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Recap
Tuples as return types in functions
Tuples as records
List of tuples
14. The zip() function – lists of different sizes
Summary

## Instruction

Very well done! The zip() function also works fine when the lists are of different sizes. Take a look:

cars_dealer_a = [13000, 12300, 18900, 34500, 23900]
cars_dealer_b = [14000, 12000, 19000]

for car in zip(cars_dealer_a, cars_dealer_b):
if car[0] < car[1]:
print('Dealer A is cheaper by', car[1] - car[0])
elif car[1] < car[0]:
print('Dealer B is cheaper by', car[0] - car[1])
else:
print('Equal offers')

In the example above, cars_dealer_a now contains five elements, while cars_dealer_b has three elements; still, the code works in the same way. This is because zip() automatically finds the list with the smaller number of elements, in other words, it stops when a zip element (teeth) is missing. In the example above, the additional two elements in cars_dealer_a are simply ignored.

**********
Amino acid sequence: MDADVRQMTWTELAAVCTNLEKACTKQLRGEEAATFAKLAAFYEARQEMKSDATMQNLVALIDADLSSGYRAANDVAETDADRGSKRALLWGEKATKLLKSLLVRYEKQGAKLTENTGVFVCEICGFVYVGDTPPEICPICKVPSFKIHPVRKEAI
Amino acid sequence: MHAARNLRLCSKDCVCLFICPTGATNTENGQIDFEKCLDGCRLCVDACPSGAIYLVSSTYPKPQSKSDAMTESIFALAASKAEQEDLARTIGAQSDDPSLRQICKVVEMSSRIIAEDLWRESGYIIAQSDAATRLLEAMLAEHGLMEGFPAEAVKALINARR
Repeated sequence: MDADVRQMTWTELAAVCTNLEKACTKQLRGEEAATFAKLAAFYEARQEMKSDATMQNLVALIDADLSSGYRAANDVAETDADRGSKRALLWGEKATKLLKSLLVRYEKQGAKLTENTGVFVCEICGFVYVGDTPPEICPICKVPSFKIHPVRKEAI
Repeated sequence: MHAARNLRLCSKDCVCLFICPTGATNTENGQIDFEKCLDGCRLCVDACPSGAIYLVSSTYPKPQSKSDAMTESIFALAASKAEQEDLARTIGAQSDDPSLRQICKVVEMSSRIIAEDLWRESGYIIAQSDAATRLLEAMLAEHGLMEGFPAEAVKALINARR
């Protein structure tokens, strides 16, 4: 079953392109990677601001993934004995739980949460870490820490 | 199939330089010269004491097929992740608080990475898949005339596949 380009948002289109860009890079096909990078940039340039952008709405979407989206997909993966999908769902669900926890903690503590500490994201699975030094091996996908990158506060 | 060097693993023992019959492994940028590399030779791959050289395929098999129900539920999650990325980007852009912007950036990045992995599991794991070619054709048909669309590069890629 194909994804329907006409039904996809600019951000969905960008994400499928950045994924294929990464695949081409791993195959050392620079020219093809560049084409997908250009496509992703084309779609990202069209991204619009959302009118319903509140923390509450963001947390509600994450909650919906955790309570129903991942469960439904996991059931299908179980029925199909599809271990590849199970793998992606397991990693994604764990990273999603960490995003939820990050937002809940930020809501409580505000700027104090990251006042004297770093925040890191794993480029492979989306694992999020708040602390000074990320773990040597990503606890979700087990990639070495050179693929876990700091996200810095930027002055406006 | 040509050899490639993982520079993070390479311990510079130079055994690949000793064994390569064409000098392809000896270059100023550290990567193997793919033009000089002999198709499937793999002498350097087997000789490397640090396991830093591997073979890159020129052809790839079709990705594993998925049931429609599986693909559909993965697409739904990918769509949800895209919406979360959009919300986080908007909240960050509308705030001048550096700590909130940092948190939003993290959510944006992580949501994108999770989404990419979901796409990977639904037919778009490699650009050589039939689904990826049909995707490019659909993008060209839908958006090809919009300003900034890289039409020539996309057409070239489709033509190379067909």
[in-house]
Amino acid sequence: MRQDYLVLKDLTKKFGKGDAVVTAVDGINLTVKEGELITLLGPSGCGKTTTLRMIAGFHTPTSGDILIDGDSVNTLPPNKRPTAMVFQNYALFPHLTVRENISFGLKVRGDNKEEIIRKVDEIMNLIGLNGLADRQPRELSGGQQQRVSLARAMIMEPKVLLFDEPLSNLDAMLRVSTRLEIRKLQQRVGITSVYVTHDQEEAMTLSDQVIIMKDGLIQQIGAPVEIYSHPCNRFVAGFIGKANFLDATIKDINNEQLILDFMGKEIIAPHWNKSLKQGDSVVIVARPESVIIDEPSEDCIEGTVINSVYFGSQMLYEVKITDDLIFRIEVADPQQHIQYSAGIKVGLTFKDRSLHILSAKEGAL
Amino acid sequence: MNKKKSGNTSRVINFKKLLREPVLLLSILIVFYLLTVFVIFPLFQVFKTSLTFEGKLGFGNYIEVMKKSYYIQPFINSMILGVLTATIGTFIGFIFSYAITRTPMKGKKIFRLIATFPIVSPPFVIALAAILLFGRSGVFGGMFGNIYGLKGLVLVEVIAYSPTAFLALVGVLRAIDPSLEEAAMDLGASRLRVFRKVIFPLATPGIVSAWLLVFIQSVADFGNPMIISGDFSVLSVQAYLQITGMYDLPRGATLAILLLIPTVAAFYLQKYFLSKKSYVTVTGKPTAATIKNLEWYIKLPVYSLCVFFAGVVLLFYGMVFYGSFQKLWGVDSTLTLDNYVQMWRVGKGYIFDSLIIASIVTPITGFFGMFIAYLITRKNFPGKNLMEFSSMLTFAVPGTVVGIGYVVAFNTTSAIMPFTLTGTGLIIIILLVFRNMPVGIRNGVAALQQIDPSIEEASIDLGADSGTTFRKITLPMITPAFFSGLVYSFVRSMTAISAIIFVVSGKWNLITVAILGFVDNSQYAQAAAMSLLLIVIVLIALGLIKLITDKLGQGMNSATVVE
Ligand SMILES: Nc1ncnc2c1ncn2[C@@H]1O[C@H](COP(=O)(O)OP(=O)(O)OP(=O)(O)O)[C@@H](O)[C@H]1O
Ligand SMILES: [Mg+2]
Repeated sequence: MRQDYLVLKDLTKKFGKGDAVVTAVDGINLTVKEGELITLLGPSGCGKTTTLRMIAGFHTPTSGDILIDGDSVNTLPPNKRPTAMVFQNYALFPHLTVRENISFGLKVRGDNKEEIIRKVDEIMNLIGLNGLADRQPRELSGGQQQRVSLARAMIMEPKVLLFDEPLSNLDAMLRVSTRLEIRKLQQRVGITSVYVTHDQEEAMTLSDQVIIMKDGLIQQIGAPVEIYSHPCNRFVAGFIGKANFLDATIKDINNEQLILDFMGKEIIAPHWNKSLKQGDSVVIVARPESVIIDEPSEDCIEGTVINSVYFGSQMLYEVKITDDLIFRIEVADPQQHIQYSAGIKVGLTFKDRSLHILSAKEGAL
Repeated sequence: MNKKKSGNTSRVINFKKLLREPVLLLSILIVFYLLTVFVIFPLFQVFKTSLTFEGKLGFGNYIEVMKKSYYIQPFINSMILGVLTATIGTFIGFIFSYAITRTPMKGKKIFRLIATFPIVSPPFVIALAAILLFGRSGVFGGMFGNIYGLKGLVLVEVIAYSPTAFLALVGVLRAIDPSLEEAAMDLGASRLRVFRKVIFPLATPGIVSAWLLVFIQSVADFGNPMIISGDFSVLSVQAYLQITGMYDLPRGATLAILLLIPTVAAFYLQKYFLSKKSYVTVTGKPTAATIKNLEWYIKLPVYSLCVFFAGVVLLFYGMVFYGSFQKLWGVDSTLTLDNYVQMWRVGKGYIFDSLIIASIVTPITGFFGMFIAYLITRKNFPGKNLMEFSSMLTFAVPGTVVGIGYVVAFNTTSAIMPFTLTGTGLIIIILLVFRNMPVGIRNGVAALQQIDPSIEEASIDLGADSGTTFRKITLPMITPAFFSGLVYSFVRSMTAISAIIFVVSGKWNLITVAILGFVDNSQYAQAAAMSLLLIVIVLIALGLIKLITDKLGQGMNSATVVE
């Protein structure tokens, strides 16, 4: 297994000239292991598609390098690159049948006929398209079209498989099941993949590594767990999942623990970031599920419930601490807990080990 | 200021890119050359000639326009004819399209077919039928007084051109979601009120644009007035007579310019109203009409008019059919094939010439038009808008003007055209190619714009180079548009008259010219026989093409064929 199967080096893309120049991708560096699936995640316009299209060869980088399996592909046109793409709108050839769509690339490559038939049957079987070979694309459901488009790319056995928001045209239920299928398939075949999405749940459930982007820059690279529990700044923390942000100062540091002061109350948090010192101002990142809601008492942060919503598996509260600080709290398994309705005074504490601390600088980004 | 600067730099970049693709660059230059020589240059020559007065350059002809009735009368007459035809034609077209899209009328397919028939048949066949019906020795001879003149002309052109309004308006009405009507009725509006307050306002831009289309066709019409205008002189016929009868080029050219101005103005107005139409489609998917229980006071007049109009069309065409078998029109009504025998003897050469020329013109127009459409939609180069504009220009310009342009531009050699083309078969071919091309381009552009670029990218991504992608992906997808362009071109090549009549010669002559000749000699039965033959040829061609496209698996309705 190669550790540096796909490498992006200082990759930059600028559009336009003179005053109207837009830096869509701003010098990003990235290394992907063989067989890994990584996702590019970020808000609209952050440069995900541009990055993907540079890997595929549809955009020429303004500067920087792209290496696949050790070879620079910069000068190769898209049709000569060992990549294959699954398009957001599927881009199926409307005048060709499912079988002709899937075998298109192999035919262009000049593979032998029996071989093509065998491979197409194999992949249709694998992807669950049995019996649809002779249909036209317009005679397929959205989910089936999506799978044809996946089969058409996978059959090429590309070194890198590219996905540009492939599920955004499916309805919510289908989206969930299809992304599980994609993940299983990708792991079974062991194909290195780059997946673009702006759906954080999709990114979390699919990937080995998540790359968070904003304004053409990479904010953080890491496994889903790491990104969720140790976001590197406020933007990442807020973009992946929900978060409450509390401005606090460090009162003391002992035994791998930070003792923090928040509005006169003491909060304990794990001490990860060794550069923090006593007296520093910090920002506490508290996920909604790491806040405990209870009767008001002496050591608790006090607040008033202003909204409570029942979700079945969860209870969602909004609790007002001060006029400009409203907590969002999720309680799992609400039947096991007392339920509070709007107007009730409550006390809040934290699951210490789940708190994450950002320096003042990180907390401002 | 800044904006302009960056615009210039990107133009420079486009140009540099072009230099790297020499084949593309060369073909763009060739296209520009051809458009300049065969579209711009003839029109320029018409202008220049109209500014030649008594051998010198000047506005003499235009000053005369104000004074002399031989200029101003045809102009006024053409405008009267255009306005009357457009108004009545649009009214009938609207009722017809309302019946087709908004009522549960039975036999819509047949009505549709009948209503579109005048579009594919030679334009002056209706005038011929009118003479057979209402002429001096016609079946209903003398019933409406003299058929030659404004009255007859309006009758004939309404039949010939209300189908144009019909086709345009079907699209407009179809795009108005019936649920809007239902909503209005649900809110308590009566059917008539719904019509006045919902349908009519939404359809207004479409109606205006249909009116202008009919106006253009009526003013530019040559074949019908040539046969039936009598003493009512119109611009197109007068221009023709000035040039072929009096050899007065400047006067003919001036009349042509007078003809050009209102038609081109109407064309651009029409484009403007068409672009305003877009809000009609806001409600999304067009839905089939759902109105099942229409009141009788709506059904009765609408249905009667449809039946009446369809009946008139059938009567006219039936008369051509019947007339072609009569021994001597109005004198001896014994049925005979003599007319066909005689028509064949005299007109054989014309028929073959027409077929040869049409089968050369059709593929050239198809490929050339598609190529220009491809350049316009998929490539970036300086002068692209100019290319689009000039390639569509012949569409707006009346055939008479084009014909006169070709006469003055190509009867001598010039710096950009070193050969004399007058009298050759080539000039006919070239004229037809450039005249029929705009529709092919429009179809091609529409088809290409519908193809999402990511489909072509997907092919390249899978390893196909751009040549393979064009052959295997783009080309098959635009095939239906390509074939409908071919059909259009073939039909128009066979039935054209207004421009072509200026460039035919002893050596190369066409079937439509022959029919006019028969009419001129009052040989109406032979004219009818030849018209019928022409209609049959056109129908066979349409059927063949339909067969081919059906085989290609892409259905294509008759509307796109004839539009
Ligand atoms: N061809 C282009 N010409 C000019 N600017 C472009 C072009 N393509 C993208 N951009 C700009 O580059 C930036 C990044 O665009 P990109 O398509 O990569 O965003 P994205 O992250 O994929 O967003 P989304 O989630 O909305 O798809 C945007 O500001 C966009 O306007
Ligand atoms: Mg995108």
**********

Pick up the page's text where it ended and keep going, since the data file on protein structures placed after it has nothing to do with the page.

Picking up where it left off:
If for some reason you want to iterate over the longer list, you need to use another method – zip() won't work in that case.

## Exercise

You are given the 2017 and 2018 job titles for three employees (in the same order). Also, at the end of the positions_2018, there are some additional job titles (as there are some new employees in 2018). How many employees changed their job titles? Use the zip() function to find out and print:

In 2018, {x} people changed their job titles!

### Stuck? Here's a hint!

Create a temporary counter before the for loop. Inside the loop, increase the counter when the old job title does not equal the new job title.